Wheel of Destiny

Want to inject a bit of a lottery system or the selection process from the reaping in The Hunger Games, but with less deadly consequences? Utilize a Wheel of Destiny or Random Name Generator to select students to complete a mission or answer a question. Students will be sitting on the edge of their chairs, but the spontaneous, random events/selection gets everyone involved. Good games are not predictable. And as with all games so too in your classroom: predictable can quickly become all too boring. Keep students on their toes and engaged in the game with random selection and events.

Boss Battles

Transform assessments with Boss Battles. A “boss” in gaming is a villain who the hero must face and defeat to save the day. Think of the monster at the end of each level in the original Super Marios Bros. who must be defeated before moving to the next level.  The boss is the final challenge a player faces and utilizes his or her skills and abilities to defeat the boss. Boss Battles can be used as reviews or as a test. Check out how Mallory Kesson of Gamindex uses Boss Battles in her classroom by posting multiple choice questions on the SMARTBoard and giving students 30 seconds to select the correct answer. If the student answers incorrectly, the boss will attack. If a teammate has the correct answer, a student can dodge the attack, but if you miss, the entire team takes damage and loses points. When Boss Battles ask higher order thinking questions, students are “using critical thinking skills to plan and solve problems, and make informed decisions,”thus meeting ISTE Standard for Students #4, Critical Thinking, Problem Solving, and Decision Making.

Teacher as Gamester

Gamification can be lots of fun for students and teachers alike. At the same time, gamification can help students build skills and confidence. In gamifying one’s class, the learning goals and objectives should be the guide. Think about how you will assess your students and help them meet the learning targets. Gamification privileges and powers have replaced extra credit in my classroom. As a reminder, homework in my class is not graded, but students earn Class Craft points. All tests, quizzes, and assessments that measure learning goals are uploaded onto Class Craft for additional points. Students are not penalized grade-wise if their work is late because they are graded based on the standards; however, in the game they deal with the damage of that lateness and can fall in battle. As the Gamemaster, one must be consistent and fair, adjust settings for different groups of students, and create flexible learning goals to meet the needs of all students. Effective Gamemasters “model and apply the ISTE Standards for Students as they design, implement, and assess learning experiences to engage students and improve learning.”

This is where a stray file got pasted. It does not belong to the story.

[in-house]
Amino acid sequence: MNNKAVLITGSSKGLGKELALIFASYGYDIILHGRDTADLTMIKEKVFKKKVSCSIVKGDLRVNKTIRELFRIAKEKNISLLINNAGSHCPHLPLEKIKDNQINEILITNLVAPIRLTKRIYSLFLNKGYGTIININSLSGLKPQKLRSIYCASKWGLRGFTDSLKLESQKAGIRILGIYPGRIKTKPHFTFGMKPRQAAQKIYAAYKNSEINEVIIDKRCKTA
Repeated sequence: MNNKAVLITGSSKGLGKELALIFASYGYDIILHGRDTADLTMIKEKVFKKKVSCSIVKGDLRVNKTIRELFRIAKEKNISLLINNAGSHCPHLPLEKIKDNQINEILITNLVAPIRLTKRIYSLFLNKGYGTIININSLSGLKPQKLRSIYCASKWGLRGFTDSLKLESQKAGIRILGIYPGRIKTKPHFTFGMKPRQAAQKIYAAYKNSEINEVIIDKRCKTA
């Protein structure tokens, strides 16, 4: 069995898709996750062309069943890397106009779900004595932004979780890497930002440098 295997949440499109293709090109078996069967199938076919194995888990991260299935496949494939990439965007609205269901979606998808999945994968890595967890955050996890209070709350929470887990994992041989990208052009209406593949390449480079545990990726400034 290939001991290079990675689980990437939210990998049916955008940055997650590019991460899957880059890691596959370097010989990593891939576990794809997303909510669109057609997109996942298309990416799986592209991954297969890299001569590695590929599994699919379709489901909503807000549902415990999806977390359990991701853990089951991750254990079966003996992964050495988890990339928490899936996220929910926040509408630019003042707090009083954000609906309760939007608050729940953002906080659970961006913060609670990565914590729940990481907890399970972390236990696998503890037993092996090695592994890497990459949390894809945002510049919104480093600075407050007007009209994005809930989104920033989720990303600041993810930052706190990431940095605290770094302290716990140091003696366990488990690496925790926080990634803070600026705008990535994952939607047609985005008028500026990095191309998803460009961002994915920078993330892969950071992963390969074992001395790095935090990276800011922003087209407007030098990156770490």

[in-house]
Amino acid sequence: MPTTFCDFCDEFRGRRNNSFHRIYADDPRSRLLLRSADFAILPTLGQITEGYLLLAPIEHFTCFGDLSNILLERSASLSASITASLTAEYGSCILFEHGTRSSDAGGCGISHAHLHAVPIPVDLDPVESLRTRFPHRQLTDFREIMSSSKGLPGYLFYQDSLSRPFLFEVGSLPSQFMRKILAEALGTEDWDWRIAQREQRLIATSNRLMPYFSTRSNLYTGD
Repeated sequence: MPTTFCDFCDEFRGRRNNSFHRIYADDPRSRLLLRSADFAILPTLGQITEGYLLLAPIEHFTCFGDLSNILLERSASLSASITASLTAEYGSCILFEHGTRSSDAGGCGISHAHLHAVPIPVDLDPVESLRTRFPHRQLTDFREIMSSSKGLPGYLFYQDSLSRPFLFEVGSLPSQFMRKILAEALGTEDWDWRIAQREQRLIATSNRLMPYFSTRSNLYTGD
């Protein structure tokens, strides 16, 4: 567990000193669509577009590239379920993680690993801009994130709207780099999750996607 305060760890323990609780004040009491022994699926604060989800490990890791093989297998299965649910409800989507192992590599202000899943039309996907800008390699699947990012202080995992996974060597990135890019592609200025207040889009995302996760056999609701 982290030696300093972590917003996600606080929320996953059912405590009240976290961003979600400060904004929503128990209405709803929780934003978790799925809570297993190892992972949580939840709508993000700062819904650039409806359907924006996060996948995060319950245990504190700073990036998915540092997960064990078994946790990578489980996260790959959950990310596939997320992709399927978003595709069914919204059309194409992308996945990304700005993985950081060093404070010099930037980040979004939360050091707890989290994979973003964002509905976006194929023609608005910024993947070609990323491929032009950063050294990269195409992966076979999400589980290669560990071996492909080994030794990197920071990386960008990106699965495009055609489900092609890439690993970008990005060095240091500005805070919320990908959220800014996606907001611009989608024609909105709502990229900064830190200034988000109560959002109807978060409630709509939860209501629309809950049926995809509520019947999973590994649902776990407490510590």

If you are considering implementing gamification into your classroom, check out Class Craft or read Michael Matera’s book, Explore Like a PIRATE: Gamification and Game-Inspired Course Design to Engage, Enrich and Elevate Your Learners. As the Gamemaster, you have the ability to transform your classroom with games, quests, and adventures that can inspire and empower student learners.

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From Jeopardy and the Amazing Race to Full on Gamification: Confessions of a Wannabe Gamer

I am by no means a gamer nerd but my evolution of the use of games in my classroom has gone from power point Jeopardy Games and Amazing Race QR Codes to a full on gaming platform, avatars,  Boss Battles, and strategizing  my lessons for student opportunities to level up.

On December 2, 2015 7:00 PM EST I will be leading a webinar for ISTE’s Professional Learning Series addressing gamification as a tool for classroom learning.

Get Your Game On: Boost Content Area Learning with Gamification

Gamification, the application of game playing, is all the rage in classrooms these days. There are numerous ways to bring games and game playing into your content area classroom that promote learning and deepen student understanding. Whether you are looking for engaging gaming tools like Kahoot! or are interested in introducing a game platform like Classcraft Games into your classroom, join this webinar to learn about what gamification looks and examples how teachers are using games in classrooms today, how you can implement a variety of games and game based learning into your classroom, and gain additional resources to level up your teaching.